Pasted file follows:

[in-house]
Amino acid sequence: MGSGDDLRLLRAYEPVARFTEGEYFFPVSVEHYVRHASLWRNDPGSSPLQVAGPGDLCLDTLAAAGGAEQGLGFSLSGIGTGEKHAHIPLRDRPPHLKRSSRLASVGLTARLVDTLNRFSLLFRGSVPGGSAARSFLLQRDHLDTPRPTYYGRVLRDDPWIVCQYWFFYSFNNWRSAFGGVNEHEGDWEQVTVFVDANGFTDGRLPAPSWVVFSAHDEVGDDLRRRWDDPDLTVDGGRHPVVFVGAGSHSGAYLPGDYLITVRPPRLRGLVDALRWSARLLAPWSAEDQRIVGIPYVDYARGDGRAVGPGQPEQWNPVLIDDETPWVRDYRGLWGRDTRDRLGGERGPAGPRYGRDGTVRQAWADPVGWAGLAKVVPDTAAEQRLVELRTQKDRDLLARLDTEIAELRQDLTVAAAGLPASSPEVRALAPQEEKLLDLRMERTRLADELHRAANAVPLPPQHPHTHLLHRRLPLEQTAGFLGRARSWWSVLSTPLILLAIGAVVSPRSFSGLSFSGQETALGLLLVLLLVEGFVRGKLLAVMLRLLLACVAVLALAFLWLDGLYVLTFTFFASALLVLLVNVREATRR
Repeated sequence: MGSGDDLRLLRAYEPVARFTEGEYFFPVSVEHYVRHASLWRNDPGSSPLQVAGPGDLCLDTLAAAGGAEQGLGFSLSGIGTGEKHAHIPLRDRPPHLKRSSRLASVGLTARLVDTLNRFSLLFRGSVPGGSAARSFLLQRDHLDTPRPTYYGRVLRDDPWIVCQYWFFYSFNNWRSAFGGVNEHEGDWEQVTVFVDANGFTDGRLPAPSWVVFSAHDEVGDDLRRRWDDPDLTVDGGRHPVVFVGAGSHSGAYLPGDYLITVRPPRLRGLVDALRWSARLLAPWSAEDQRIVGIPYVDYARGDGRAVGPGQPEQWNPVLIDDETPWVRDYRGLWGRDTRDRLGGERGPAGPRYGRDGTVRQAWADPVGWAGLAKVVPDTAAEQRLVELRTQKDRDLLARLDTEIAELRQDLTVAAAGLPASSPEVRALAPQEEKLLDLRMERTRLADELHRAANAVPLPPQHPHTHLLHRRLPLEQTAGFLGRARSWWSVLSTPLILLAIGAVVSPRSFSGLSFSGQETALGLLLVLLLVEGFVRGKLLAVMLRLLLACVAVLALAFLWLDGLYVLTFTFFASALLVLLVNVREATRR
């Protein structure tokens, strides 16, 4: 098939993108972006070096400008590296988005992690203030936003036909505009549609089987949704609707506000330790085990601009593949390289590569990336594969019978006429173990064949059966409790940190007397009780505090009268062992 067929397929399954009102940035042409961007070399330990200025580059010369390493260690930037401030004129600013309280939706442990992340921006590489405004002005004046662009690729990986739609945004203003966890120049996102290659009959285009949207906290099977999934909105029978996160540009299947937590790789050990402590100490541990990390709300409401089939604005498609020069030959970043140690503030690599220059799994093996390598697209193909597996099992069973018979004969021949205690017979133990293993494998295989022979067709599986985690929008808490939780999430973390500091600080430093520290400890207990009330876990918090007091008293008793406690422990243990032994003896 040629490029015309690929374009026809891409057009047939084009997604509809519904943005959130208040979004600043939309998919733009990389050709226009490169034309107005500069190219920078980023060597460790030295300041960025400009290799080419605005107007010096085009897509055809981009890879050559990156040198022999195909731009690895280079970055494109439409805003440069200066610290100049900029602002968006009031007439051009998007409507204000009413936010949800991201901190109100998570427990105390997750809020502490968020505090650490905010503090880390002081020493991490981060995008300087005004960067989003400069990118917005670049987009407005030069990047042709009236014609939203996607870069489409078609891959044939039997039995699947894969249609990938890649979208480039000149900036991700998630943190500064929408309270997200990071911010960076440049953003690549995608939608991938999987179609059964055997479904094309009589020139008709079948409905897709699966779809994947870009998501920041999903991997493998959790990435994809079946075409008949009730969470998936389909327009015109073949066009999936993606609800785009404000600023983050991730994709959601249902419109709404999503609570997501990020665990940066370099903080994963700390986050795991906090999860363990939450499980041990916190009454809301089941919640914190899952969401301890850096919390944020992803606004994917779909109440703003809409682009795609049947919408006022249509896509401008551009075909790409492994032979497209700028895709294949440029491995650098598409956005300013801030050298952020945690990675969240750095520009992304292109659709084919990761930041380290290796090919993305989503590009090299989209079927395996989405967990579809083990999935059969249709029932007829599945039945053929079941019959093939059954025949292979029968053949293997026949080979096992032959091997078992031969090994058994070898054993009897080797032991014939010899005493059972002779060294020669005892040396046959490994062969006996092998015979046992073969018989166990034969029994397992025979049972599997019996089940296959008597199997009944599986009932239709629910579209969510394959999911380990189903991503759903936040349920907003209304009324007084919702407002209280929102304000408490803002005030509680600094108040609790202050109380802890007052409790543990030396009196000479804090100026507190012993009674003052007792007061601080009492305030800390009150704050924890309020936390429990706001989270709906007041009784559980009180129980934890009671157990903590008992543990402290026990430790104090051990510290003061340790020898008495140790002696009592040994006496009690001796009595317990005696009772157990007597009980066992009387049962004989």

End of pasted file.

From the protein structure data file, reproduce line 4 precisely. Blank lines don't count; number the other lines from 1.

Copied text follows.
């Protein structure tokens, strides 16, 4: 098939993108972006070096400008590296988005992690203030936003036909505009549609089987949704609707506000330790085990601009593949390289590569990336594969019978006429173990064949059966409790940190007397009780505090009268062992 067929397929399954009102940035042409961007070399330990200025580059010369390493260690930037401030004129600013309280939706442990992340921006590489405004002005004046662009690729990986739609945004203003966890120049996102290659009959285009949207906290099977999934909105029978996160540009299947937590790789050990402590100490541990990390709300409401089939604005498609020069030959970043140690503030690599220059799994093996390598697209193909597996099992069973018979004969021949205690017979133990293993494998295989022979067709599986985690929008808490939780999430973390500091600080430093520290400890207990009330876990918090007091008293008793406690422990243990032994003896 040629490029015309690929374009026809891409057009047939084009997604509809519904943005959130208040979004600043939309998919733009990389050709226009490169034309107005500069190219920078980023060597460790030295300041960025400009290799080419605005107007010096085009897509055809981009890879050559990156040198022999195909731009690895280079970055494109439409805003440069200066610290100049900029602002968006009031007439051009998007409507204000009413936010949800991201901190109100998570427990105390997750809020502490968020505090650490905010503090880390002081020493991490981060995008300087005004960067989003400069990118917005670049987009407005030069990047042709009236014609939203996607870069489409078609891959044939039997039995699947894969249609990938890649979208480039000149900036991700998630943190500064929408309270997200990071911010960076440049953003690549995608939608991938999987179609059964055997479904094309009589020139008709079948409905897709699966779809994947870009998501920041999903991997493998959790990435994809079946075409008949009730969470998936389909327009015109073949066009999936993606609800785009404000600023983050991730994709959601249902419109709404999503609570997501990020665990940066370099903080994963700390986050795991906090999860363990939450499980041990916190009454809301089941919640914190899952969401301890850096919390944020992803606004994917779909109440703003809409682009795609049947919408006022249509896509401008551009075909790409492994032979497209700028895709294949440029491995650098598409956005300013801030050298952020945690990675969240750095520009992304292109659709084919990761930041380290290796090919993305989503590009090299989209079927395996989405967990579809083990999935059969249709029932007829599945039945053929079941019959093939059954025949292979029968053949293997026949080979096992032959091997078992031969090994058994070898054993009897080797032991014939010899005493059972002779060294020669005892040396046959490994062969006996092998015979046992073969018989166990034969029994397992025979049972599997019996089940296959008597199997009944599986009932239709629910579209969510394959999911380990189903991503759903936040349920907003209304009324007084919702407002209280929102304000408490803002005030509680600094108040609790202050109380802890007052409790543990030396009196000479804090100026507190012993009674003052007792007061601080009492305030800390009150704050924890309020936390429990706001989270709906007041009784559980009180129980934890009671157990903590008992543990402290026990430790104090051990510290003061340790020898008495140790002696009592040994006496009690001796009595317990005696009772157990007597009980066992009387049962004989």